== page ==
Aaron Matthews no longer knows how to spell
The Verve have had one of the most illogical career arcs in music history, going from Northern Manchester boys crafting hazy psychedelic guitar rock to anthemic pop stars to multiple break-ups and hasty reformations. All within their first eight years. Not bad. But first, you have to take it to the beginning, when they formed in 1989 in the mill and mining town of Wigan. After releasing a number of independent singles on Britpop stronghold Hut Records, Verve dropped their self-titled EP in ’92.
A year later, the band perfected a meld of brain-melting psychedelia, ear popping shoegaze and Richard Ashcroft’s shamanic, yearning howl floating over the noise. Full length debut, A Storm in Heaven, was edited down from endless jam sessions led by guitarist Nick McCabe. Suffice to say, Storm is not about lyrics; it’s about impressions, feelings untrammelled by production, song structure or a basic regard for form. This is pure mercurial sound, peeling out the speakers and bleeding into your brain. More than anything, Storm sounds HEAVY. Not in the bludgeoning sense– it’s musical pressure, an electric undertow pulling the listener through and around on shimmering waves of feedback, delay and squall. McCabe is a clear disciple of Young, Hendrix and Hazel but not beholden to any of them, shaping his own distinct, yet intangible style: massive fuzzy leads which spin out into finger-plucking and strum, then turn back into ear-rending crunch.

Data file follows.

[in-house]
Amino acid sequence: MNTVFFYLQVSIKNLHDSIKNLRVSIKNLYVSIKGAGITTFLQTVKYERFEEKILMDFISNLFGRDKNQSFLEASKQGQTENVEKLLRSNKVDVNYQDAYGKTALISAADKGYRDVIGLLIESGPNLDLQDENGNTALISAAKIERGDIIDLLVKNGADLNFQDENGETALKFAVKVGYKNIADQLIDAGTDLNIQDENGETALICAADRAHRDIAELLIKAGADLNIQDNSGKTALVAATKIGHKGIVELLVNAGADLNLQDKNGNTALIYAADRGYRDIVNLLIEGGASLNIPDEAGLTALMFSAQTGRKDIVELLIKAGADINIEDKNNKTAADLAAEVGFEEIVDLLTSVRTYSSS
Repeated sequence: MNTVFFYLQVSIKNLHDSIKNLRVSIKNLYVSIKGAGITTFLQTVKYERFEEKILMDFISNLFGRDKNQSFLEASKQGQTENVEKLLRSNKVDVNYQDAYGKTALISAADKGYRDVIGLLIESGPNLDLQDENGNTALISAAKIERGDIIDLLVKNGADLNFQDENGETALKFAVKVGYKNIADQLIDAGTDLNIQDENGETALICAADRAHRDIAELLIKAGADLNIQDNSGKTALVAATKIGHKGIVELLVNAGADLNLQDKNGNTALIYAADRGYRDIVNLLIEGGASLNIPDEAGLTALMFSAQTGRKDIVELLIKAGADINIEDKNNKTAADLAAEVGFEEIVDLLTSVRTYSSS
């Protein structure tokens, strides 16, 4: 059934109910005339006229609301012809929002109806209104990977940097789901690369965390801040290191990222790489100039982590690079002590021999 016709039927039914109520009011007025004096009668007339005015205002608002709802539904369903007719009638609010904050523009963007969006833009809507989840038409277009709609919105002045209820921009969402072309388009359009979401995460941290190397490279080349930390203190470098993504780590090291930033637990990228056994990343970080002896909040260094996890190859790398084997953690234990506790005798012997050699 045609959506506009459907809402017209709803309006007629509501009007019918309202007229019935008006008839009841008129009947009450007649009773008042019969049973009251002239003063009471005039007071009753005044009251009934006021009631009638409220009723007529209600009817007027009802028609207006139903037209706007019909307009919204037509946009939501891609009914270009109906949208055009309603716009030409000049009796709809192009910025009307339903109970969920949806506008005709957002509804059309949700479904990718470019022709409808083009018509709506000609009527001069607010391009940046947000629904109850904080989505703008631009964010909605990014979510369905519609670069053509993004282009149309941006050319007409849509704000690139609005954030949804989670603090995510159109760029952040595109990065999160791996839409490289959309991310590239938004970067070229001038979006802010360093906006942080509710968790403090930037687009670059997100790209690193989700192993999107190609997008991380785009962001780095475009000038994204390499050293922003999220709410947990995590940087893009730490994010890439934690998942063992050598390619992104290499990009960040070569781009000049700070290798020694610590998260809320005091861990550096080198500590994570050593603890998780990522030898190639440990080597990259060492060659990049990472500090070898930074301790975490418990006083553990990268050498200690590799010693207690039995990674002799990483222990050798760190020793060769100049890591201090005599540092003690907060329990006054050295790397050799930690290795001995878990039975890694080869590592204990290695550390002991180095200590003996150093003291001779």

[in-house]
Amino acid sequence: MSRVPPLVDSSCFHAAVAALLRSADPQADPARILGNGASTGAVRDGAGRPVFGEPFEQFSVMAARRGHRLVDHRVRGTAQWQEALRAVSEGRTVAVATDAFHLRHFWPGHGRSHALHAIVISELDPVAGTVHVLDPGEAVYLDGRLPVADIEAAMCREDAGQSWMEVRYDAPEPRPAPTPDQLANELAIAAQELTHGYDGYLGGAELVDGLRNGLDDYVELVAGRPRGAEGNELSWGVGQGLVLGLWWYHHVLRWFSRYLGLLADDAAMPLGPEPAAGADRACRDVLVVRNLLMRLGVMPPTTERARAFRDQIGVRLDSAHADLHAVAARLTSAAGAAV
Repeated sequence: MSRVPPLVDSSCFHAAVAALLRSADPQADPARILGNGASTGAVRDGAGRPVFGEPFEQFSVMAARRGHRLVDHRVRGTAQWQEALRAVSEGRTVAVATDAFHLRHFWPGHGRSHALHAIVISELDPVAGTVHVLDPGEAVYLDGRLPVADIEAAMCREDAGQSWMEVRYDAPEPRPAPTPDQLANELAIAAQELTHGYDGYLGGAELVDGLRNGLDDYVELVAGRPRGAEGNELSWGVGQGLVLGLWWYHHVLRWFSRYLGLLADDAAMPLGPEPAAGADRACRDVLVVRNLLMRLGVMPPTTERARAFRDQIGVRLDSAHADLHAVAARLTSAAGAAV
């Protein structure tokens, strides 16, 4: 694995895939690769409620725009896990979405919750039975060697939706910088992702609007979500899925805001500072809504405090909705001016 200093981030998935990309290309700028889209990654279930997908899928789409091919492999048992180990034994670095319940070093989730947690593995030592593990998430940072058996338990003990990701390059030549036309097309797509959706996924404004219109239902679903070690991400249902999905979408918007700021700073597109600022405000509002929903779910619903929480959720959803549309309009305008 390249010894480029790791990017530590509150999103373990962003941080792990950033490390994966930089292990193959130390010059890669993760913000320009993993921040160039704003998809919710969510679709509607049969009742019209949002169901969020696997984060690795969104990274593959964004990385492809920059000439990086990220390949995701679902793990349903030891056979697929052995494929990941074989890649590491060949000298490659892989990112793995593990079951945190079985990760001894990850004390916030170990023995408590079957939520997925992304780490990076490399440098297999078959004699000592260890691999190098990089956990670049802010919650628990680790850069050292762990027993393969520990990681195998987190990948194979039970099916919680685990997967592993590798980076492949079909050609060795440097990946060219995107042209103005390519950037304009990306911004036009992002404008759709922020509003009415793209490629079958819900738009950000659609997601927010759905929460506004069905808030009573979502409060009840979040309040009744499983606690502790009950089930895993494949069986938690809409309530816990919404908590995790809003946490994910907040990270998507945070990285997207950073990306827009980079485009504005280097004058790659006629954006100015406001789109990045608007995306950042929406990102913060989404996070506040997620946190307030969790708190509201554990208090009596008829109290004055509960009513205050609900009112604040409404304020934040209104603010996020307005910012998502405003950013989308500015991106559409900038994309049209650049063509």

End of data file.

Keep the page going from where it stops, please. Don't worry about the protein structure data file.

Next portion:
Ashcroft sits at the eye of the storm, the ghosts of Jim Morrison, Iggy and Ian Brown (the latter two are only dead inside; all praise due to Swiftcover Insurance) perched on his shoulder. Songs like “Star Sail” drift, sprawl and swirl like kites in a strong wind. The almost 6 minute “Already There” slowly unfurls from McCabe’s jangly opening riff until it explodes into piledriving riffs; Ashcroft croons “I swear I heard the screams/and all the wild eyes” like a man watching the universe implode. For its last two seconds, “Already There” returns to McCabe’s guitar and Ashcroft’s voice ringing above it, as the storm in heaven dissipates in a thick cloud of feedback haze. “The Sun, The Sea” is the Verve at their most primal, embryonic thrashing against the primordial muck that surrounds us.
Closer “Butterfly” points the direction forward for the band, a meditation on action, reaction and consequence which culminates in a swirl of echo, feedback and squealing sax that evokes side 2 of Fun House; blessedly it has nothing to do with Ashton Kutcher vehicle The Butterfly Effect.
The Verve’s music from Urban Hymns onwards shaped a generation of yearning, contemplative British rock bands from Coldplay to Snow Patrol. Yet the band’s early 90s work remains overlooked, rarely namechecked over a decade later, just because it’s easier to identify with the Hallmark balladry of “Lucky Man” than the suddenly-everything-has-changed revelation of “Make It Til Monday”. Where Urban Hymns is palatable, A Storm In Heaven is a night standing in a field by the cliffs, buffeted by strong winds and a overbearing sense of existential dread. In 2010, the album still spills over with teenaged angst, idealism and optimis. The music carries the feeling of being in your early 20s and having no idea what the future holds. If Ashcroft and company would never make a record quite like this again, neither would anyone else.
Video: The Verve- “Blue”